IBM Watson Going to Work At Citigroup on Wall Street–Congress Didn’t See Big Data As A Tool (Hadoop Framework) When They Had Their Chance…For Consumers The Attack of the Killer Algorithms–Chapter 22
The Quiet Rise of Machine Learning-Like IBM Watson Offers With Speed and Learned Analytics-Congress Needs Technology This To Make Better Laws & Collaborate
So when it comes to everyone complaining about the high cost of healthcare this is just one element of the entire picture and we only have “figurehead” folks in key positions at HHS and at the SEC that are clearly a huge disappointment in their decision making processes as they don’t have the background needed today to add enough value…time for new blood that can keep up and get some real intelligence in the Wall Street Algorithm games and stop being sucked in with some of the antics that go on in DC.
“It is a technological arms race in financial markets and the regulators are a bit caught unaware of how quickly the technology has evolved”
Nothing personal here but new leaders are desperately needed at HHS and the SEC as times have changed and so have the responsibilities and it’s taking them way too long to try and catch up and there’s a few other departments in there as well but these two departments are critical right now as again the mind power needed as technology has evolved is far ahead of where they are.
As a side thought with all this in the news, would you think an insurance company would invest a few bucks here with helium mining since they are going to pay the inflated MRI bills? Of course not as it is not their line of business but as things roll down, you could probably guess they will jump on the analytics and algorithm part of the plan to keep costs down and maybe figure out a way to limit access for patients, as that’s what insurers do best, work the algorithms for share holder profits. There are some things in life that maybe are not meant to be traded on the open market today as everything can’t be for profit and the algorithms for profit are only going to continue to grow and become more complex so we are in for a wild ride here as you add flawed data and other items that come in to play. Here’s a couple past posts that pretty spell it out and I guess we can stay tuned to see if we have folks in government that can solve real problems or more talk on the “default topic” of abortions when they are over their heads. The Balloon Party is no longer affordable. BD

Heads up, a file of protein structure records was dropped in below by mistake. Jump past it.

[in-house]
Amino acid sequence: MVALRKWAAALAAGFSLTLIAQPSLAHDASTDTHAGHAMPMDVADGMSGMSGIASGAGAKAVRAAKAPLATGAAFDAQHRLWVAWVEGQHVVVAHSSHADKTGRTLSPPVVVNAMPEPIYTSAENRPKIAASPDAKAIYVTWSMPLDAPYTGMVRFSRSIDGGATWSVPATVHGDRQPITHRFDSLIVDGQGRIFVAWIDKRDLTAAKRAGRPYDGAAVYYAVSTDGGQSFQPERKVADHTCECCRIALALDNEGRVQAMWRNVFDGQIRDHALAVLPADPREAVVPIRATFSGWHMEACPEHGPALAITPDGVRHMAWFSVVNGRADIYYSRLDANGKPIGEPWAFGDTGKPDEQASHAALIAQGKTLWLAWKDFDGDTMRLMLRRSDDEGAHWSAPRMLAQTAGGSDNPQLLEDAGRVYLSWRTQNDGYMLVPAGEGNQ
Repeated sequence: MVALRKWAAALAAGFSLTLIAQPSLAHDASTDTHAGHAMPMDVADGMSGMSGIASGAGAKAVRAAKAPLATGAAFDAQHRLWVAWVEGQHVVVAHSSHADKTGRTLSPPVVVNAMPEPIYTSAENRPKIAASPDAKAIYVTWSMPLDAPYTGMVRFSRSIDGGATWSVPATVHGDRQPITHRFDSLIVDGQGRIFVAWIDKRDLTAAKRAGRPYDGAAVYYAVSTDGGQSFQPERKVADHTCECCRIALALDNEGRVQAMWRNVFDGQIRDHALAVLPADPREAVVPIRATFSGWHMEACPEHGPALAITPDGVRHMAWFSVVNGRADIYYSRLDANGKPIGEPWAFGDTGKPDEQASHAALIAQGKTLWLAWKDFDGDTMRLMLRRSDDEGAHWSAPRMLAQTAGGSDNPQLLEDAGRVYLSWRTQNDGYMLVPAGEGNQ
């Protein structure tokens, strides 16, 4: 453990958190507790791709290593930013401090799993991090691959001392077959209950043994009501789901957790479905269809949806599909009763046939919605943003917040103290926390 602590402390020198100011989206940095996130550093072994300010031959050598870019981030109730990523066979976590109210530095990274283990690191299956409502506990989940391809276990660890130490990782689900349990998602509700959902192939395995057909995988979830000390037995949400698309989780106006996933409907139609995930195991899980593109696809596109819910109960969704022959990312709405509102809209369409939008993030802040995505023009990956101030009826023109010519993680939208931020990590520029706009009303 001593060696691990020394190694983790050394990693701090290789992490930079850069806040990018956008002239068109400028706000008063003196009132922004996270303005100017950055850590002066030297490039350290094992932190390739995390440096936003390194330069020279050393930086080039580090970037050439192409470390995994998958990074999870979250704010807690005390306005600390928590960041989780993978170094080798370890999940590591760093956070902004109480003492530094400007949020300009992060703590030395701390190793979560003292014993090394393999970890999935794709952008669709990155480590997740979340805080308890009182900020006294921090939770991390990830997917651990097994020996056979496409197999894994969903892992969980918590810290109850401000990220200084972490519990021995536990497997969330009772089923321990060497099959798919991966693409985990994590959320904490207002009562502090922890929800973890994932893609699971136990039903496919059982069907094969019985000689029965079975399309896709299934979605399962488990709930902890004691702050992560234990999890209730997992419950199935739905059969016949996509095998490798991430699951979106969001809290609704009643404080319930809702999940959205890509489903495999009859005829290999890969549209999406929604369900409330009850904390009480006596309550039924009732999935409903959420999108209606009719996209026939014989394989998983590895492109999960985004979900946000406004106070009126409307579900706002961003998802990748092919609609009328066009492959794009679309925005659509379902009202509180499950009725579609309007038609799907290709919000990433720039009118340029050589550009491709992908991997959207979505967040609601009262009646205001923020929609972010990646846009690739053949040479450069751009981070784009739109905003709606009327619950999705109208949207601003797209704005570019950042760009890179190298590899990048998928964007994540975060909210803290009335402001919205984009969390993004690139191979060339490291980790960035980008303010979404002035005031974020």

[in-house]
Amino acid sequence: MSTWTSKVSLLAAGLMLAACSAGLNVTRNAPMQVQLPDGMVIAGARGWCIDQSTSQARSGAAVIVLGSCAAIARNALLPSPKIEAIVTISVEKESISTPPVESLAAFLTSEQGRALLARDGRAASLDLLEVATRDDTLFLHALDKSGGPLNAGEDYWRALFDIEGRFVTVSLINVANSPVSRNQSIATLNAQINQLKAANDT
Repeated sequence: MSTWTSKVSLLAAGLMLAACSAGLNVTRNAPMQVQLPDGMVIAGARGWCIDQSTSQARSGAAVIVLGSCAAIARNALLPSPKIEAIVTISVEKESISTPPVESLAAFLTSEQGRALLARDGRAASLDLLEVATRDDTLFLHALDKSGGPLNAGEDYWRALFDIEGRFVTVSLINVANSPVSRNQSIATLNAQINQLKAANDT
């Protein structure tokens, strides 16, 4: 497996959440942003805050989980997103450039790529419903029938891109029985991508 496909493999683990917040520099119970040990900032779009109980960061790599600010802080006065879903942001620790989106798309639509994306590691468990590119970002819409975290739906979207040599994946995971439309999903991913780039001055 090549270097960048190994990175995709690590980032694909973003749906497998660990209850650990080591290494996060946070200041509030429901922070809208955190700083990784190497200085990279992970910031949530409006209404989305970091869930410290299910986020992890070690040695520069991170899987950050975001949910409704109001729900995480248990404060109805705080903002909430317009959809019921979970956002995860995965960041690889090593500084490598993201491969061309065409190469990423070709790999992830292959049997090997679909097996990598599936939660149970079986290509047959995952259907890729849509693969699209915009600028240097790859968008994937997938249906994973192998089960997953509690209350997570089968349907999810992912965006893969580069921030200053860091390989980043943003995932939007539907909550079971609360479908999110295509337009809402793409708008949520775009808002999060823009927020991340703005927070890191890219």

Big Data, Flawed Data, Business Intelligence, Where’s The Future and What Has Been Our Past…A World With ”Algo Duping” of Society and Consumers
Complexities in Data Systems Growing Beyond Control –“Algo Duping” Society Combined With A World of Rogue Algorithms & Flawed Data Continues In Markets As Seen With Knight Capital This Week-Attack of the Killer Algorithms Chapter 36
One of the world's largest reserves of helium could be shut down as early as next summer unless Congress passes legislation to exempt the stockpile from the sunset provision of a 1996 law, the U.S. Bureau of Land Management said.
The Federal Helium Reserve, located deep underground near Amarillo, Texas, supplies a third of the world's crude helium, and its closure could strain an already limited supply of the gas that has become crucial in the manufacture of many high-tech and medical devices and is extensively used in health-care, defense and high-tech industry operations.
In recent years, because the government dominates the market, private firms have seen little reason to invest in helium extraction and refining. Now, the possible shutdown of the reserve could lead a rise in prices to a point that would make production profitable, though it could take years to establish supplies lines from as far away as Qatar and Russia, which have reserves under development.
Hospitals run by the University of California, San Diego will soon only receive 80% of their typical supply, said William Bradley, chairman of its radiology department. That will likely force the school to pay a premium to keep its 10 magnetic resonance imaging, or MRI, machines operating.